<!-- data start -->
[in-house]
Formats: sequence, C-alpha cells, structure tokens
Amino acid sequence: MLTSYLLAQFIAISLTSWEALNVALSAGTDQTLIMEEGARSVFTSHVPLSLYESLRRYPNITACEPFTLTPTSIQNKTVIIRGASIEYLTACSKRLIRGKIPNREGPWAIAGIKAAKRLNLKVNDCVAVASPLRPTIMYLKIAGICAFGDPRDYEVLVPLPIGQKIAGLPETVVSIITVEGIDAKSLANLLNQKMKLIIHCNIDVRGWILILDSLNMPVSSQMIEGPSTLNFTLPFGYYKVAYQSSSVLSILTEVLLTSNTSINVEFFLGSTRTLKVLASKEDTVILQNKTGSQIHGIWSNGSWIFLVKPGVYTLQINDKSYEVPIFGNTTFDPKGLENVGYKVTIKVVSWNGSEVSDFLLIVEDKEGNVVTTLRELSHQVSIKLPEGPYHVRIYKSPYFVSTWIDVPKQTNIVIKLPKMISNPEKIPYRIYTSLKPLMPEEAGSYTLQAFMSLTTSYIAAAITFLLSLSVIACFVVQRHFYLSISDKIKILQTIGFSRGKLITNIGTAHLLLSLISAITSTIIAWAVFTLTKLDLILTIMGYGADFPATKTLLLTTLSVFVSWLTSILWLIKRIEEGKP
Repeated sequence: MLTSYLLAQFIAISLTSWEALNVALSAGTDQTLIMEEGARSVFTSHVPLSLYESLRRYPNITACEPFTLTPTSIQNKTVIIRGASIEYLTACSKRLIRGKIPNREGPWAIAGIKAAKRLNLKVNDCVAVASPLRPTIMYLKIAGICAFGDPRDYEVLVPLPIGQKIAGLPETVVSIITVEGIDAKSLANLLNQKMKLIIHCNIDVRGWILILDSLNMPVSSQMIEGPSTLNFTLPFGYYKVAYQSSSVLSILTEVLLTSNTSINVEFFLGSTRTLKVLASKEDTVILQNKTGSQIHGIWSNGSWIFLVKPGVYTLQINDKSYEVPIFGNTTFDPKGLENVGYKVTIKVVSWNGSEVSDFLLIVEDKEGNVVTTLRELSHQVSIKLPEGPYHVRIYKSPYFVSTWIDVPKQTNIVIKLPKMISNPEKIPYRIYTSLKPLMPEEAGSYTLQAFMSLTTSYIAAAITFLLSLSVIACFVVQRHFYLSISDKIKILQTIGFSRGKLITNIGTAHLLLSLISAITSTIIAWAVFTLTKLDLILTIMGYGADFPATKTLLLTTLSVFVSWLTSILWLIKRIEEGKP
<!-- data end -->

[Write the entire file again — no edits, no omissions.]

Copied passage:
[in-house]
Formats: sequence, C-alpha cells, structure tokens
Amino acid sequence: MLTSYLLAQFIAISLTSWEALNVALSAGTDQTLIMEEGARSVFTSHVPLSLYESLRRYPNITACEPFTLTPTSIQNKTVIIRGASIEYLTACSKRLIRGKIPNREGPWAIAGIKAAKRLNLKVNDCVAVASPLRPTIMYLKIAGICAFGDPRDYEVLVPLPIGQKIAGLPETVVSIITVEGIDAKSLANLLNQKMKLIIHCNIDVRGWILILDSLNMPVSSQMIEGPSTLNFTLPFGYYKVAYQSSSVLSILTEVLLTSNTSINVEFFLGSTRTLKVLASKEDTVILQNKTGSQIHGIWSNGSWIFLVKPGVYTLQINDKSYEVPIFGNTTFDPKGLENVGYKVTIKVVSWNGSEVSDFLLIVEDKEGNVVTTLRELSHQVSIKLPEGPYHVRIYKSPYFVSTWIDVPKQTNIVIKLPKMISNPEKIPYRIYTSLKPLMPEEAGSYTLQAFMSLTTSYIAAAITFLLSLSVIACFVVQRHFYLSISDKIKILQTIGFSRGKLITNIGTAHLLLSLISAITSTIIAWAVFTLTKLDLILTIMGYGADFPATKTLLLTTLSVFVSWLTSILWLIKRIEEGKP
Repeated sequence: MLTSYLLAQFIAISLTSWEALNVALSAGTDQTLIMEEGARSVFTSHVPLSLYESLRRYPNITACEPFTLTPTSIQNKTVIIRGASIEYLTACSKRLIRGKIPNREGPWAIAGIKAAKRLNLKVNDCVAVASPLRPTIMYLKIAGICAFGDPRDYEVLVPLPIGQKIAGLPETVVSIITVEGIDAKSLANLLNQKMKLIIHCNIDVRGWILILDSLNMPVSSQMIEGPSTLNFTLPFGYYKVAYQSSSVLSILTEVLLTSNTSINVEFFLGSTRTLKVLASKEDTVILQNKTGSQIHGIWSNGSWIFLVKPGVYTLQINDKSYEVPIFGNTTFDPKGLENVGYKVTIKVVSWNGSEVSDFLLIVEDKEGNVVTTLRELSHQVSIKLPEGPYHVRIYKSPYFVSTWIDVPKQTNIVIKLPKMISNPEKIPYRIYTSLKPLMPEEAGSYTLQAFMSLTTSYIAAAITFLLSLSVIACFVVQRHFYLSISDKIKILQTIGFSRGKLITNIGTAHLLLSLISAITSTIIAWAVFTLTKLDLILTIMGYGADFPATKTLLLTTLSVFVSWLTSILWLIKRIEEGKP